An Analysis by Keegan Kelly
STUDENT HOUSING IN NEED OF EXTRA HELP
Given the COVID-19 induced economic downturn and questions circulating about whether it is safe to send students back to campuses this fall, colleges and universities and subsequently the student housing sector, are left in a precarious position. Even with government intervention in the form of the Higher Education Emergency Relief Fund, some smaller colleges and universities may not weather the prevailing economic hardship of this downturn and will likely close permanently. Meanwhile, some schools with large endowments such as Harvard, Princeton and Yale, have turned down relief money but still fear hefty shortfalls in revenue this year especially as options are weighed on returning to in-person classes this Fall. Most schools have asserted their decision to reopen will be announced in either June or July.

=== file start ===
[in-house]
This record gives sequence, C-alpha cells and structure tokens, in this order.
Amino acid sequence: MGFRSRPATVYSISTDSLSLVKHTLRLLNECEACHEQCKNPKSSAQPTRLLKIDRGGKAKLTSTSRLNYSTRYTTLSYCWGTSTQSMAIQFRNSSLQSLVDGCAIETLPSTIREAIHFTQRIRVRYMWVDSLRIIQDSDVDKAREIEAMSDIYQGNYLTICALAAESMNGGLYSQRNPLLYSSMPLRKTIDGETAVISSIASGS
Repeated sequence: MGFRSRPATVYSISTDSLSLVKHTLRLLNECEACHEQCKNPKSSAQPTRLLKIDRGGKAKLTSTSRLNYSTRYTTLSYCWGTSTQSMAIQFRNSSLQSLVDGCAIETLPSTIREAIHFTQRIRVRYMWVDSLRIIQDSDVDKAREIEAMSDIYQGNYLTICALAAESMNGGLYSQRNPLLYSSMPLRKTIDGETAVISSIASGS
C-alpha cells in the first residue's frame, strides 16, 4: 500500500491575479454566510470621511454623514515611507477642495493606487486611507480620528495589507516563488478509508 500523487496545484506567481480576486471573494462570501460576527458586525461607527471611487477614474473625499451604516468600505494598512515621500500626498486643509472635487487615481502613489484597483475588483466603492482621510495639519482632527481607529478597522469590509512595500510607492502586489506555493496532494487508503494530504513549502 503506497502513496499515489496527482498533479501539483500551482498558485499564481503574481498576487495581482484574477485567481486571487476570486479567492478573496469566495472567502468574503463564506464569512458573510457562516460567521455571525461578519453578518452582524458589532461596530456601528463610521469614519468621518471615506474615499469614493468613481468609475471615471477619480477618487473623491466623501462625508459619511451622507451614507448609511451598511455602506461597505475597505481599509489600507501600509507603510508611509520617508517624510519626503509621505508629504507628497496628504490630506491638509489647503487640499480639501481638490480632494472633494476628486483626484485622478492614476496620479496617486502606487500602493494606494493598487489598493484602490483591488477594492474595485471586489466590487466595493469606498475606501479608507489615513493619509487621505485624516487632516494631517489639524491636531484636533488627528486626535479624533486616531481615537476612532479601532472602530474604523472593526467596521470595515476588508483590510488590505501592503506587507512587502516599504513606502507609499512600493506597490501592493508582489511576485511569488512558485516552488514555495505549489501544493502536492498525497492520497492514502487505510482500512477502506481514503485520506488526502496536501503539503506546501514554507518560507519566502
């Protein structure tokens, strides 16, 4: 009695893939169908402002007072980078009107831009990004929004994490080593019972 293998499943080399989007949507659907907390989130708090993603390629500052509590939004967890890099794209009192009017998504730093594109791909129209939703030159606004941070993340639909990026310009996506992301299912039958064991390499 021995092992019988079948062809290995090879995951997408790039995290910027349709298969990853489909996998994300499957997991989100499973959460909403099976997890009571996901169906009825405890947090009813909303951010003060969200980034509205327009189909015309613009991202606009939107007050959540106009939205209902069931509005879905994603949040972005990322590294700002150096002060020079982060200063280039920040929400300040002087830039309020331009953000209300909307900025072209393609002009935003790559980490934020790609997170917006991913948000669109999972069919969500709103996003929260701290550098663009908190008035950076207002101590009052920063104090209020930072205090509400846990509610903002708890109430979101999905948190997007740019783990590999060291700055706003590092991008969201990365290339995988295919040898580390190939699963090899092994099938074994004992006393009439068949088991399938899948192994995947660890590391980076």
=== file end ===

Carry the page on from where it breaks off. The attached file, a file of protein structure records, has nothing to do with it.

Student Housing Vacancy and Growth
Source: Moody’s Analytics REIS
One large institution has already announced plans to continue with primarily online learning through this fall: the California State University system. With 23 affiliated schools, the California State University system enrolled over 480,000 students as of the Fall of 2018 according to their website. According to an article in the New York Times, at many of these California State schools, 80 percent or more of the students live off-campus. Student housing will therefore be particularly hard hit in California metros. However, uncertainty surrounding reopenings is widespread and the revised outlook for the student housing sector indicates that fundamentals will suffer throughout the nation come Fall of 2020…
Keegan Kelly is an Associate Economist at Moody’s Analytics REIS.